Peters v. Butler, 159

Decision Date01 April 1969
Docket NumberNo. 159,159
Citation251 A.2d 600,253 Md. 7
PartiesGeneva J. PETERS et vir v. Loretta BUTLER et al.
CourtMaryland Court of Appeals

William P. Helm, Silver Spring (George H. Eggers, Silver Spring, on the brief), for appellants.

Francis X. Quinn, Rockville (James F. Couch, Jr., Mt. Rainier, on the brief), for appellees.

Before HAMMOND, C. J., and MARBURY, BARNES, SINGLEY and SMITH, JJ.

HAMMOND, Chief Judge.

A woman injured in an accident and her husband asked an equity court to reform a general release to all mankind given to one joint tortfeasor on the ground that it did not reflect the intention of the parties, and to make it into a release which would permit the releasors to sue a second tortfeasor in accordance with the provisions of the Uniform Contribution Among Tortfeasors Act, Code (1968 Repl.Vol), Art. 50, §§ 16 to 24. Judge Bowie found the evidence to disclose no mistake of any kind and dismissed the bill. We find nothing to indicate that he was wrong.

Geneva Peters, whose husband James was the maintenance man of Kirkwood Apartments-Section D, was standing behind a low brick wall on the apartment house grounds, which marked the boundary of a parking lot, when James's new car, driven by Loretta Butler, the Peterses' daughter, ran into the wall and caused it to collapse on Geneva's leg, severely and permanently injuring her.

Eighteen days later the Peterses retained a lawyer experienced, competent and successful in the field of negligence, who is not their lawyer on this appeal. They say they hold him they wished to sue Kirkwood. For a number of reasons he found this inadvisable and they sued only Loretta Butler. Several years later, just prior to trial, the case was settled for $55,000. The bumptious automobile was insured by Nationwide Mutual Insurance Company up to $15,000 and Loretta Butler was insured by American Mutual Insurance Company of Boston up to $50,000. American paid $40,000 and Nationwide $15,000 to settle the case. The Peterses gave Loretta Butler a release which fully released not only her but 'all other persons, firms or corporations liable or who might be claimed to be liable * * * on account of all injuries, known and unknown * * * which have resulted or may in the future develop' from the accident. The release added specifically that it was executed 'for the express purpose of precluding forever any further or additional claims arising out of the aforesaid accident.'

After the settlement the Peterses retained another lawyer and sued Kirkwood, which pleaded the release and asked for summary judgment. The Peterses thereupon filed a bill to reform the release, alleging in pertinent part that if the provisions of the release serve to release Kirkwood they 'do not reflect the intentions of the parties' and that 'it was the intention of the parties * * * to have the Release conform to the provisions of Art. 50, Sections 16-24 * * * so as to preserve their cause of action against Kirkwood,' the settlement of $55,000 having been intended to be a partial settlement only.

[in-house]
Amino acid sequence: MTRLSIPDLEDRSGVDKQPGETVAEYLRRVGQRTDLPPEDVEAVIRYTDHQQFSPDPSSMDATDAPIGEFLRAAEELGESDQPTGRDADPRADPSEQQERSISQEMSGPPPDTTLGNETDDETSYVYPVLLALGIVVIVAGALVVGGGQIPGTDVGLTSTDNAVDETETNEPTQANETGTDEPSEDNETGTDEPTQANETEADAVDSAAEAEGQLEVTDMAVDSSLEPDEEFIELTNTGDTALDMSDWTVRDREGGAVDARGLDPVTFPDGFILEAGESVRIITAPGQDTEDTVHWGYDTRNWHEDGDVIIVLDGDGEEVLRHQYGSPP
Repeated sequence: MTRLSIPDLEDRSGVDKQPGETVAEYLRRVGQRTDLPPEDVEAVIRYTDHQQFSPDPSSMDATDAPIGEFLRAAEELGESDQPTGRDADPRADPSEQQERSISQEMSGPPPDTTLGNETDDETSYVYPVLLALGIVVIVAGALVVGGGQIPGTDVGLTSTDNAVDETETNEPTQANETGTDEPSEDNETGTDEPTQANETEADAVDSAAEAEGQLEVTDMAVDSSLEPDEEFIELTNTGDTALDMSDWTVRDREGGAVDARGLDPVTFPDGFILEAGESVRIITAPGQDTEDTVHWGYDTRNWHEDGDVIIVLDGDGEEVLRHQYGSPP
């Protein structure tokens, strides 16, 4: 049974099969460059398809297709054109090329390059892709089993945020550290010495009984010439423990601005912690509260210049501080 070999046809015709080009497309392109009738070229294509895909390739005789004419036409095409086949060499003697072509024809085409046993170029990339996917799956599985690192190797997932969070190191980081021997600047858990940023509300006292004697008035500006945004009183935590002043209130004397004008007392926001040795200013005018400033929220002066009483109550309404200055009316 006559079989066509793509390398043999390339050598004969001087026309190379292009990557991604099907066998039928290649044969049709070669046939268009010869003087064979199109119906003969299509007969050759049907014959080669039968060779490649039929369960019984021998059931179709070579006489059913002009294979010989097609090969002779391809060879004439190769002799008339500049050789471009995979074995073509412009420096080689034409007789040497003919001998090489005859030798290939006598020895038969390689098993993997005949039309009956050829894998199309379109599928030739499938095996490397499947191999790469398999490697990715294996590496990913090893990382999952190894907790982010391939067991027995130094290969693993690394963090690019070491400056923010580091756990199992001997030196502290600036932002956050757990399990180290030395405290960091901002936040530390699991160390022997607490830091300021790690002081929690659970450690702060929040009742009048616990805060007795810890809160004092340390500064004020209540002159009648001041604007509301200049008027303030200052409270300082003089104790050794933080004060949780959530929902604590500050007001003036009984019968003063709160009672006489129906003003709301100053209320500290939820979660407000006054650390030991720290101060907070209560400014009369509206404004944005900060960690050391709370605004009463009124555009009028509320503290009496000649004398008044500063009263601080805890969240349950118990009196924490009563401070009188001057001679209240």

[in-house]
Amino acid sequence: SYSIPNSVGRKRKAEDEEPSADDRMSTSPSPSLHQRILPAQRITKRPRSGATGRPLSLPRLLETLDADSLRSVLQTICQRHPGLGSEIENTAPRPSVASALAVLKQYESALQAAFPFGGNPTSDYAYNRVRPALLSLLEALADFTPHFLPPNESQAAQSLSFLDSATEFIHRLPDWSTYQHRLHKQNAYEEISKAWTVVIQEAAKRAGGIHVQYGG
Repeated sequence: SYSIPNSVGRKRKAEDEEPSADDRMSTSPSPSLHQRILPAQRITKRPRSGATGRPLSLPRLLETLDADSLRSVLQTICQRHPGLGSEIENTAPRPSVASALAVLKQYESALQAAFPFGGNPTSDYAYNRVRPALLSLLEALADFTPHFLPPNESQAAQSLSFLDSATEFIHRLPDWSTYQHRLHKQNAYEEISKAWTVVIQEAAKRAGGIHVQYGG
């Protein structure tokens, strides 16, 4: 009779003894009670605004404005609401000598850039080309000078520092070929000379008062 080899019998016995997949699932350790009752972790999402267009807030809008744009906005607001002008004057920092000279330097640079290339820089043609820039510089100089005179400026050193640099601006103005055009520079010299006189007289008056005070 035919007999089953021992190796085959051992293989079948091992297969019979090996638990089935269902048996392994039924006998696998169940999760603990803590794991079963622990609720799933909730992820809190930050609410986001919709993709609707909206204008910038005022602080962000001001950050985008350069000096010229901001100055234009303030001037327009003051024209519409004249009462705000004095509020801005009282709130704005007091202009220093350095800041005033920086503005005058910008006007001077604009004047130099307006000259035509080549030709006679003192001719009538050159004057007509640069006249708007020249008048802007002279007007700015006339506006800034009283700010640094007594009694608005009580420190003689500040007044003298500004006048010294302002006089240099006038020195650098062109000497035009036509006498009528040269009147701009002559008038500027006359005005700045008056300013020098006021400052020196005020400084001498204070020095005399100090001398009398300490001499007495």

Appellants argue a point which does not appear to have been presented or directly decided below-that properly construed the release does not release Kirkwood. It is understandable that it was not argued below and puzzling that it is argued here, for the very basis of the proceeding to reform the release was that it did bar a suit by the Peterses against Kirkwood. The question would not seem to be properly presented to us for decision under Maryland Rules, but in any event the contention has no merit. Appellants' argument is this: Butler and Kirkwood were joint tortfeasors, under § 19 of Art. 50 of the Code, a release by the injured person of one joint tortfeasor 'does not discharge the other tortfeasors unless the release so provides,' and since Kirkwood paid nothing for the release and is not expressly named therein it was not released. We very recently rejected this same contention in Pemrock, Inc. v. Essco Co., Inc., Md., 249 A.2d 711, in which we held that a general release to all mankind barred further suits against other entities involved in the occurrence which produced the settlement with one participant that led to the release. Relied on were various cases holding a release of 'all other persons' did release a joint tortfeasor, including Thomas v. Erie Ins. Exchange, 229 Md. 332, 182 A.2d 823; Panichella v. Pennsylvania Railroad Company (3rd Cir.), 268 F.2d 72, cert. denied 361 U.S. 932, 80 S.Ct. 370, 4 L.Ed.2d 353; Oxford Commercial Corporation v. Landau, 12 N.Y.2d 362, 239 N.Y.S.2d 865, 190 N.E.2d 230; and Canillas v. Joseph H. Carter, Inc. (S.D.N.Y.), 280 F.Supp. 48, of which we said this:

'Judge Bryan in discussing the three rules as to joint tortfeasors-the common law rule that a release to one releases all others, the Restatement rule that a release to one releases all unless there is a reservation of right and the Uniform rule that the release of one does not release others liable unless the release so provides-, said of the Panichella release:

'There, the release * * * expressly provided for the discharge of all other persons, firms and...

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